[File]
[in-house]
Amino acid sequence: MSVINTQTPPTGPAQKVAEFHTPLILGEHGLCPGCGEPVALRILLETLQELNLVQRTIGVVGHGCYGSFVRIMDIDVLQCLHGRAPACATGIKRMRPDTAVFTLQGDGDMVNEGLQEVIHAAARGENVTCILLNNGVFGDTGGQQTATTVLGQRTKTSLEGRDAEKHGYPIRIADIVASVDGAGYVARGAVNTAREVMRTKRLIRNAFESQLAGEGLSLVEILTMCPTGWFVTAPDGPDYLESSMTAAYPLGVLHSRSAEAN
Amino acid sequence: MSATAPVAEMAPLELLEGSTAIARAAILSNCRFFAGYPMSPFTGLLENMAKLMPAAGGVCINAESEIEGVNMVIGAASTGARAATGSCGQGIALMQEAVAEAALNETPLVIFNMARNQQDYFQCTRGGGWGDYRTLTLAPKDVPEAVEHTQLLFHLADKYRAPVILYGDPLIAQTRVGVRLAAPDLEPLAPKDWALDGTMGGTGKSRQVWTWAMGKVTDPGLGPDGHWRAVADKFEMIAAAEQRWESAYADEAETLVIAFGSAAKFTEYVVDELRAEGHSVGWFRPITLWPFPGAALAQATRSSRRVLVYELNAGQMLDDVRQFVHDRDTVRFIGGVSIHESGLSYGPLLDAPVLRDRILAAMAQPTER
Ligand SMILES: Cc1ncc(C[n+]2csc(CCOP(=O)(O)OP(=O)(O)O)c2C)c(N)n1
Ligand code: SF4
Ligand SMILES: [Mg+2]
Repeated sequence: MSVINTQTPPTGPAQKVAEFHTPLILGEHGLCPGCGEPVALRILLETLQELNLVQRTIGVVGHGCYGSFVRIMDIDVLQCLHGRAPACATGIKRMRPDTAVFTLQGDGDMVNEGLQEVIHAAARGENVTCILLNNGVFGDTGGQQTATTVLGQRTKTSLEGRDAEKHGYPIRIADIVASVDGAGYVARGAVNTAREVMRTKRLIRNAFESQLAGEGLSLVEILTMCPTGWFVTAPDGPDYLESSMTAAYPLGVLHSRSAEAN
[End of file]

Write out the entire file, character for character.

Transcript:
[in-house]
Amino acid sequence: MSVINTQTPPTGPAQKVAEFHTPLILGEHGLCPGCGEPVALRILLETLQELNLVQRTIGVVGHGCYGSFVRIMDIDVLQCLHGRAPACATGIKRMRPDTAVFTLQGDGDMVNEGLQEVIHAAARGENVTCILLNNGVFGDTGGQQTATTVLGQRTKTSLEGRDAEKHGYPIRIADIVASVDGAGYVARGAVNTAREVMRTKRLIRNAFESQLAGEGLSLVEILTMCPTGWFVTAPDGPDYLESSMTAAYPLGVLHSRSAEAN
Amino acid sequence: MSATAPVAEMAPLELLEGSTAIARAAILSNCRFFAGYPMSPFTGLLENMAKLMPAAGGVCINAESEIEGVNMVIGAASTGARAATGSCGQGIALMQEAVAEAALNETPLVIFNMARNQQDYFQCTRGGGWGDYRTLTLAPKDVPEAVEHTQLLFHLADKYRAPVILYGDPLIAQTRVGVRLAAPDLEPLAPKDWALDGTMGGTGKSRQVWTWAMGKVTDPGLGPDGHWRAVADKFEMIAAAEQRWESAYADEAETLVIAFGSAAKFTEYVVDELRAEGHSVGWFRPITLWPFPGAALAQATRSSRRVLVYELNAGQMLDDVRQFVHDRDTVRFIGGVSIHESGLSYGPLLDAPVLRDRILAAMAQPTER
Ligand SMILES: Cc1ncc(C[n+]2csc(CCOP(=O)(O)OP(=O)(O)O)c2C)c(N)n1
Ligand code: SF4
Ligand SMILES: [Mg+2]
Repeated sequence: MSVINTQTPPTGPAQKVAEFHTPLILGEHGLCPGCGEPVALRILLETLQELNLVQRTIGVVGHGCYGSFVRIMDIDVLQCLHGRAPACATGIKRMRPDTAVFTLQGDGDMVNEGLQEVIHAAARGENVTCILLNNGVFGDTGGQQTATTVLGQRTKTSLEGRDAEKHGYPIRIADIVASVDGAGYVARGAVNTAREVMRTKRLIRNAFESQLAGEGLSLVEILTMCPTGWFVTAPDGPDYLESSMTAAYPLGVLHSRSAEAN